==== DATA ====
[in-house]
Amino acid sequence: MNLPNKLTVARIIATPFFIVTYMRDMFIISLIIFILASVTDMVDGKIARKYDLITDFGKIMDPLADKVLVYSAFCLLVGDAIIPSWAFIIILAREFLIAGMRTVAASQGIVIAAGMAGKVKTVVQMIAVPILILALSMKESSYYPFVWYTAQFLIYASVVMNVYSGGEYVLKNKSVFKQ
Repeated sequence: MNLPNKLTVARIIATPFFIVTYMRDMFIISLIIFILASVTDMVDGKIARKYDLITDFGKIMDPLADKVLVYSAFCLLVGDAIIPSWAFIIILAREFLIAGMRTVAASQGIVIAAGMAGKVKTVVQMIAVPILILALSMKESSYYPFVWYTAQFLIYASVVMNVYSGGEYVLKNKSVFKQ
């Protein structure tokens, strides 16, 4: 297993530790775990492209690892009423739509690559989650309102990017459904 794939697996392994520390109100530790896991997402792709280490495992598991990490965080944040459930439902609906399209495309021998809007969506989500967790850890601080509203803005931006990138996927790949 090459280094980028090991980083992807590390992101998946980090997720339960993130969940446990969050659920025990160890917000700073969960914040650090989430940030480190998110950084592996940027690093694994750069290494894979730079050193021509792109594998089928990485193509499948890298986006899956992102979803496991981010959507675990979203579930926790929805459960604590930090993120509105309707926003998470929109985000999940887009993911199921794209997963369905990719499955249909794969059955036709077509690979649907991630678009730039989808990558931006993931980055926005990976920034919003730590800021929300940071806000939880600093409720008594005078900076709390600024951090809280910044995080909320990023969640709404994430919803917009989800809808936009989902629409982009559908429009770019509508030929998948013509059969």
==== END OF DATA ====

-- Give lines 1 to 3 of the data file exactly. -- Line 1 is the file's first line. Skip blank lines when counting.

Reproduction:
[in-house]
Amino acid sequence: MNLPNKLTVARIIATPFFIVTYMRDMFIISLIIFILASVTDMVDGKIARKYDLITDFGKIMDPLADKVLVYSAFCLLVGDAIIPSWAFIIILAREFLIAGMRTVAASQGIVIAAGMAGKVKTVVQMIAVPILILALSMKESSYYPFVWYTAQFLIYASVVMNVYSGGEYVLKNKSVFKQ
Repeated sequence: MNLPNKLTVARIIATPFFIVTYMRDMFIISLIIFILASVTDMVDGKIARKYDLITDFGKIMDPLADKVLVYSAFCLLVGDAIIPSWAFIIILAREFLIAGMRTVAASQGIVIAAGMAGKVKTVVQMIAVPILILALSMKESSYYPFVWYTAQFLIYASVVMNVYSGGEYVLKNKSVFKQ